West Virginia Counts on the Land and Water Conservation Fund
Established in 1964, the Land and Water Conservation Fund (LWCF) uses revenue generated from federal oil and gas leases on our public land to support thousands of conservation projects across the nation. For two generations it has been the most powerful and reliable source of funding for America’s public lands.
At the federal level, the Land and Water Conservation Fund is the primary mechanism to purchase inholdings, easements, and mineral rights to conserve and improve access to public land. States receive grants from the Land and Water Conservation Fund to acquire, build, and maintain parks and other recreational facilities like swimming pools, ballfields, picnic shelters, and playgrounds. LWCF also supports our state parks and hunting and fishing access on wildlife management areas.
Unfortunately, the Land and Water Conservation Fund is set to expire on September 30, 2018. We need strong leadership from our elected officials in Washington to ensure this vital fund is renewed and that it receives its full share from Congress each year. West Virginia’s public lands count on LWCF! Let West Virginia’s congressional delegation know you want a strong LWCF, send a letter today.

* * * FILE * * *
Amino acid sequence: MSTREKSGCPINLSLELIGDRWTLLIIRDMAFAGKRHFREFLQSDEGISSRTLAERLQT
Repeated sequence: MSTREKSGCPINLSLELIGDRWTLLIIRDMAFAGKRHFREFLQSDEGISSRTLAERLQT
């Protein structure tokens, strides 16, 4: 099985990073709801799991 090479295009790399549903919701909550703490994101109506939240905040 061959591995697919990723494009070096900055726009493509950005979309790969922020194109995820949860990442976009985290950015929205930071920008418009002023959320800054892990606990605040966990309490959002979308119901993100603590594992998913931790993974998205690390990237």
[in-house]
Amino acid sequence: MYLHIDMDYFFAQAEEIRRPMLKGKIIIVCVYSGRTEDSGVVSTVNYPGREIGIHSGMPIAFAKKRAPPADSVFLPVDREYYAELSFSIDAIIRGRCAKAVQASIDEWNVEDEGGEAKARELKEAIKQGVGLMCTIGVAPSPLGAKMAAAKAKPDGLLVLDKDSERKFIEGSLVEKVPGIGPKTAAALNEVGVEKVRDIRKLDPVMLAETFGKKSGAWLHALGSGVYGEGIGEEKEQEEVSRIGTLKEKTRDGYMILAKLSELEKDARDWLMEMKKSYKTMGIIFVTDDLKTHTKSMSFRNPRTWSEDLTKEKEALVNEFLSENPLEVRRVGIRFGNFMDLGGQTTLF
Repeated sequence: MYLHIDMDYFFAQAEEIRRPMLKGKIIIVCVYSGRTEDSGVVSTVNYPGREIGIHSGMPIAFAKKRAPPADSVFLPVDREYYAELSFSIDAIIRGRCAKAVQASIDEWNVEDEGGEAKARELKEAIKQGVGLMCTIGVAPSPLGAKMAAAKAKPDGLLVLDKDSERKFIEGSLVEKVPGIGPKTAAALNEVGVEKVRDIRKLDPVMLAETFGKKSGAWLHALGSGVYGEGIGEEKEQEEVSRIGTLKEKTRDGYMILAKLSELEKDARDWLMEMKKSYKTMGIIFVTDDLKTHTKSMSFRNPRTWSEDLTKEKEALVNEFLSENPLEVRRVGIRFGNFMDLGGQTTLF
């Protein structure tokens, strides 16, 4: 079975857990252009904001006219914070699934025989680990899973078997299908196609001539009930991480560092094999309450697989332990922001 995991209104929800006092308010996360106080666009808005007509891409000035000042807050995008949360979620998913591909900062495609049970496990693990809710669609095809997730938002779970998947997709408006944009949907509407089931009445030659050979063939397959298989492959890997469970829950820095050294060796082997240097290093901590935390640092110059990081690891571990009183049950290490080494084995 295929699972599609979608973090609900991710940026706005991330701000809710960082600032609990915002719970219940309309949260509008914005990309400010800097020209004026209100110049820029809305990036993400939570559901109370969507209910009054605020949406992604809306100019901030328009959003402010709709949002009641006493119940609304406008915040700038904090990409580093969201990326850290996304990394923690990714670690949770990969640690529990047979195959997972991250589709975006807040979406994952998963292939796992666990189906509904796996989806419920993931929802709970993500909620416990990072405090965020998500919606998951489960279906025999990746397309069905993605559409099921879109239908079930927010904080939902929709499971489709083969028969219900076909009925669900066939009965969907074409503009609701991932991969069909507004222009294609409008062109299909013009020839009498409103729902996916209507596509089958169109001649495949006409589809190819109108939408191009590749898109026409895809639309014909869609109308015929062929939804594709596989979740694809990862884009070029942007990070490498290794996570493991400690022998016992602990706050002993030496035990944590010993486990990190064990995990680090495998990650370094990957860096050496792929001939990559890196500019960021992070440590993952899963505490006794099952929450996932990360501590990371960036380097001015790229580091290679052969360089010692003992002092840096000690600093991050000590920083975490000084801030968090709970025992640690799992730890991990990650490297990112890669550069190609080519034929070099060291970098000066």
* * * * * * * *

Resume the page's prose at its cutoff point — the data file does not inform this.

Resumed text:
West Virginia has received nearly $240 million from LWCF for over 500 projects in 54 of our 55 counties.
LWCF for Civil War Battlefields: $4 million
Protects “at-risk” sites in the Eastern Panhandle like Shepherdstown Battlefield on the Potomac River.
LWCF for Hunting, Fishing, & Wildlife: $6.4 million
Provides access and improvements to 10 Wildlife Management Areas – including the new Cheat Canyon WMA, the
French Creek Wildlife Center, and habitat on USFS Forest Legacy lands.
LWCF for County and City Parks: $35 million
Enhances trails, playgrounds, ballfields, swimming pools, picnic shelters, handicapped access, & more.